Published 12:05 am Wednesday, February 10, 2016

Rosie Holmes of Atmore sits in her Sims Street home, where she’s led many prayer meetings. | Andrew Garner/Atmore Advance

Rosie Holmes of Atmore sits in her Sims Street home, where she’s led many prayer meetings. | Andrew Garner/Atmore Advance

Holmes has held many jobs in her life

Rosie Holmes knows the value of hard work.

Holmes moved to Atmore from Wilcox County in the 1940s.

“When I first came to Atmore, I was glad to come from the country,” Holmes said.

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In fact, Holmes moved from McWilliams, Ala., which is near Pineapple.

Now in her 80s, Holmes said that she didn’t have an occupation she specialized in as she went from job to job trying to find a better place.

“My first job was working at the Ford Furniture Co.,” she said, sitting in her Sims Street home. “They had a furniture store in Atmore. I had to clean the furniture.”

After about a year or two, Holmes moved on to work at a restaurant washing dishes. Then she went on to work at the boarding house, making biscuits, salads and cornbread.

“I had to make 500 biscuits,” she said. “I had to be there at 2 a.m. and they had to be ready by 5 a.m.”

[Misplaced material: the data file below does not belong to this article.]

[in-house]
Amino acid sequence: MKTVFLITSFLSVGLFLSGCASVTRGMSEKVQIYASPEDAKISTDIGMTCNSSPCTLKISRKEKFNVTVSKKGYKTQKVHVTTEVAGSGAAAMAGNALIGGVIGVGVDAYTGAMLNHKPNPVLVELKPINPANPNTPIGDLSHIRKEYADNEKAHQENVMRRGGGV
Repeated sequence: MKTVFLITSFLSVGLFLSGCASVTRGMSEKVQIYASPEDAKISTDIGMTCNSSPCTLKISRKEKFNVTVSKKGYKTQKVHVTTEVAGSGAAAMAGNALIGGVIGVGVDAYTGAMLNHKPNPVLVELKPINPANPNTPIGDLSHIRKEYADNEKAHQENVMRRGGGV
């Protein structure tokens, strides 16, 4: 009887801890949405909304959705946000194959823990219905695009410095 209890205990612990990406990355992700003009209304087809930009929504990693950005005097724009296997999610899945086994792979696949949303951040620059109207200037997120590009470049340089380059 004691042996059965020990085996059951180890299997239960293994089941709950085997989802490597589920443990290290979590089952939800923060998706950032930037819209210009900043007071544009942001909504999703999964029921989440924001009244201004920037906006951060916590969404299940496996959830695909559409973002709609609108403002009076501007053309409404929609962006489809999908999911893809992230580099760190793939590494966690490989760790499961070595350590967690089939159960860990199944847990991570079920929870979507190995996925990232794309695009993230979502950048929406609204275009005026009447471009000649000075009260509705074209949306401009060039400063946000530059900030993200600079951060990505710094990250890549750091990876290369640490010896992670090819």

Holmes cooked for another year or two, and then worked at Smith’s Bakery on Main Street.

From the bakery, she went to the Farmer’s Café.

“I was like a butterfly trying to find a better place,” Holmes said.

After working at the café, Holmes worked at Vanity Fair as a custodial worker. As a custodial worker, she cleaned two separate buildings.

“It was nice, nobody pushed you,” she said about the work.

In 1953, Holmes left to go to New Jersey and worked at two separate factory jobs. She came back to Alabama after her husband was killed, and has been in Atmore ever since.

For her longest stint, she worked for Gulf Coast Home Health as a traveling nurse’s aid. Holmes traveled all around the area, including in Baldwin County and Monroeville.

She worked for the state of Alabama until the 1960s, when her hip started hurting her, forcing Holmes to retire.

While she may have retired, it didn’t stop Holmes from getting involved in the community as she even hosted prayer meetings at her house.

“I was a member of the Chamber of Commerce, and traveled with the Democratic Conference and worked with the NAACP,” she said.

Because of her commitment to help others in the community, Holmes received the Dr. Martin Luther King Jr. Community Service Award in 2015 from the Concerned Citizens of Atmore.

Holmes said her motto in life has been to help people in need.

“All I wanted to do was help somebody,” she said. “I have a heart for helping people. I love people so much I just want to see them saved.”

Prayer goes further than anything, she added.

“I devote myself to prayer daily because I like it,” Holmes said. “I’ve seen a lot of folks saved in this house. This house is a prayer highlight.”